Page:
A number of interesting observations have been made about the silencing phenomenon in the G3 strain [67]. The silencing is inheritable and can be maintained even after removal of the plasmid: parasite clones without the initial trigger plasmid appear to retain silencing indefinitely. Silencing requires sequence homology to the initial trigger: the genes silenced in this approach have significant sequence homology to the initial ‘trigger’ used in the vector. Thus, in addition to AP-A, both Amoebapore B (AP-B) and Saposin like protein (SAPLIP1) were also downregulated in the AP-A silenced G3 trophozoites. Both AP-B and SAPLIP1 have high sequence identity in the ORF region compared with AP-A [67]. Additionally, this approach can be used to extend silencing to a second unrelated gene, although attempts in silencing a third gene have failed [67].

The silencing mechanism in G3 parasites has been extensively studied and currently a transcriptional silencing mechanism is favored. Probing for possible small RNAs revealed no detectable siRNA signal in G3 parasites and instead identified a 140-nt single-stranded RNA molecule (likely to be a short SINE1 RNA fragment) [66]. DNA methylation of EhAP-A was found to be unrelated to the silencing; sodium bisulfate treatment and DNA sequencing for both SINE1 and AP-A coding regions for cytosine methylation showed no difference between the DNA of the silenced G3 trophozoites and WT controls. Furthermore, inhibitors of DNA methylation, such as 5-azacytidine or zebularine, failed to restore the transcription of silenced genes [66]. However, histone modification is thought to be involved in the silencing as chromatin IP (ChIP) analysis using an antibody against methylated K4 of histone H3, showed a difference in methylation of histones at the AP-A locus between silenced G3 trophozoites and a non-silenced control [66]. Furthermore, a ChIP assay using custom-made antibodies against the di- and tri-methylated lysine 4 of histone H3 of E. histolytica revealed demethylation of H3K4 in the coding region of silent genes for all silenced genes [68]. Additionally, data suggested that the promoter region of silent genes is more resistant to MNase digestion, indicating that the nucleosomal organization in the promoter region of the silenced AP-A gene has been affected [68].

While the above data may point to a transcriptional silencing mechanism linked with long non-coding RNAs and histone modification, a different mechanism, trans-inactivation through tRNA gene-mediated silencing, was recently reported to be linked to the observed AP-A silencing [69]. In this study, sequence comparison between plasmid pNAP-A (that caused AP-A overexpression) and plasmid psAP1 (that caused AP-A silencing) revealed some sequence differences. The psAP1 contains an extended actin 3′ sequence, where a tRNA array comprising the glutamic acid (TTC) and tyrosine (GTA) tRNAs, resides. Testing with a series of 5′ and 3′ deletion constructs showed the 3′ end tRNA genes are sufficient to mediate AP-A trans-inactivation, while the partial SINE1 element and the T-rich region located at the 5′ flanking region of AP-A seemed to be dispensable [69].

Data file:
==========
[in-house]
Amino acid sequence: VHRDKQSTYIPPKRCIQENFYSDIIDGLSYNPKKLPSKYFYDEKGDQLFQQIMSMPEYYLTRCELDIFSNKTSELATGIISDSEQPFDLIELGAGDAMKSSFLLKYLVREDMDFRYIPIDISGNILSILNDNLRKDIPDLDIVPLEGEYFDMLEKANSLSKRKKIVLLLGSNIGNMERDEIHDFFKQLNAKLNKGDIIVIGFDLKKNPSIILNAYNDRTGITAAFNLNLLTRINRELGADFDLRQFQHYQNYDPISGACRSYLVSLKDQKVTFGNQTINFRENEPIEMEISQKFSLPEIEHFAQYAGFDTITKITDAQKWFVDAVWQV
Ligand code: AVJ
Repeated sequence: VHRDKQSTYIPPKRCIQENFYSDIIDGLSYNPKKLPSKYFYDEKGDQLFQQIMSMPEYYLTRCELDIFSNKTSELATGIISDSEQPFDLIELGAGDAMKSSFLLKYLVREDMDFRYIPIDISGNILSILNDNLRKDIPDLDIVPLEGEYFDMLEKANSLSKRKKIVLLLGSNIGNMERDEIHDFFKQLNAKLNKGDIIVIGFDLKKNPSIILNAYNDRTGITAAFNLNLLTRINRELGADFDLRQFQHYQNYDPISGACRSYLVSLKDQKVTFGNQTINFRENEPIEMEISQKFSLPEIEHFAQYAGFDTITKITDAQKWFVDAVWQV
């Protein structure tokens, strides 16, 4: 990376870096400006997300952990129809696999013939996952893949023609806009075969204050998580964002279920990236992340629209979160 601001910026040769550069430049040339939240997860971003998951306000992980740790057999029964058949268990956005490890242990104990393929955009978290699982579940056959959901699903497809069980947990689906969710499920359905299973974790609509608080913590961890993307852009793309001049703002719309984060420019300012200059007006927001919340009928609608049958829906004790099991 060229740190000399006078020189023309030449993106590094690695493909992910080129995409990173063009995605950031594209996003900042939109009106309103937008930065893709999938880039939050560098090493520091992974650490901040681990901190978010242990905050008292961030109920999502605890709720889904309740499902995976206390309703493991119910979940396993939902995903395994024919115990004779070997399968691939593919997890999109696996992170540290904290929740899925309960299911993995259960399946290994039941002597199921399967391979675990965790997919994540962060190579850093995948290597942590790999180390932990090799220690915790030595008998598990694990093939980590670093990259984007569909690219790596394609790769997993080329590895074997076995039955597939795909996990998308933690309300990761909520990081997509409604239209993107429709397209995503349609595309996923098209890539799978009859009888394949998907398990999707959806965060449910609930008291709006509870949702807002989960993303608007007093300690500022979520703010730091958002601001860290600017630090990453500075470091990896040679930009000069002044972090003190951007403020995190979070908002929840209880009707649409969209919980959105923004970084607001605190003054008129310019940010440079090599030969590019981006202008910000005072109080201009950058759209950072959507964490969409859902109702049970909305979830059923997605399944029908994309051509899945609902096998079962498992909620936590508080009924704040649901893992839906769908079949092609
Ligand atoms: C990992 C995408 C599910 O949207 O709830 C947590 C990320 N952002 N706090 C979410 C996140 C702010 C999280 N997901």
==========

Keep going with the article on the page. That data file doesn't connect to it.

Therefore, the molecular mechanism of AP-A silencing in E. histolytica is still open to debate. Aside from SINE element and tRNA array, a role for small RNAs in the G3 silencing method has not been definitively excluded. It is possible that the failure to detect small RNAs could be explained by technical issues and deserves to be re-explored. Given that we now know that E. histolytica has an endogenous small RNA repertoire, further experiments are needed to investigate the possibility that the small RNA pathway is linked to gene silencing in the G3 strain.

RNAi-based silencing methods

dsRNA-based RNAi approach

Long dsRNA is a potent trigger of gene silencing and is used in a number of organisms, including C. elegans [8], Drosophila [70] and Trypanosomes [22]. The first success for gene knockdown using long dsRNA strategy in E. histolytica was reported for the protein Diaphanous [5]. In this paper, the construct was designed to express 350 bp from the 5′ end of the gene and was placed as a head-to-head direction with an unrelated stuffer DNA fragment in the middle. The transcript would be expected to fold back to form a hairpin structure with a long dsRNA stem upon transcript formation. The results showed that expression of E. histolytica Diaphanous was completely inhibited (both mRNA and protein were not detectable) and the stable transformants could be maintained indefinitely without loss of silencing. This approach was further used to knockdown a number of amebic genes (KlpA1, Klp2, Klp3, Klp4 and Klp5) in subsequent studies [71,72]. In order to get gene-specific knockdown, the selected region and the length of dsRNA varied from 340 to 687 bp and the extent of mRNA downregulation achieved ranged from approximately 40% to approximately 80%. Although the dsRNA expression strategy has worked with multiple successes, no data have been presented demonstrating that downregulation is due to dsRNA being processed into siRNA.

However, a loss of dsRNA-induced gene silencing has been noted. The approach outlined above was used to downregulate expression of an E. histolytica serine, threonine, isoleucine-rich protein (EhSTIRP) [73]. Interestingly, the down-regulation of EhSTIRP reverted to wild-type levels after approximately 6 months, despite the continued presence of the correct plasmid, the drug resistance marker, and the intact dsRNA portion of the construct [74]. Several mechanistic possibilities for this reversion of dsRNA-based downregulation were investigated but no definitive explanation was identified. However, it is now clear that reversion of dsRNA-based silencing can occur in E. histolytica, similar to what has been noted in T. brucei [75].

Short hairpin RNA-based silencing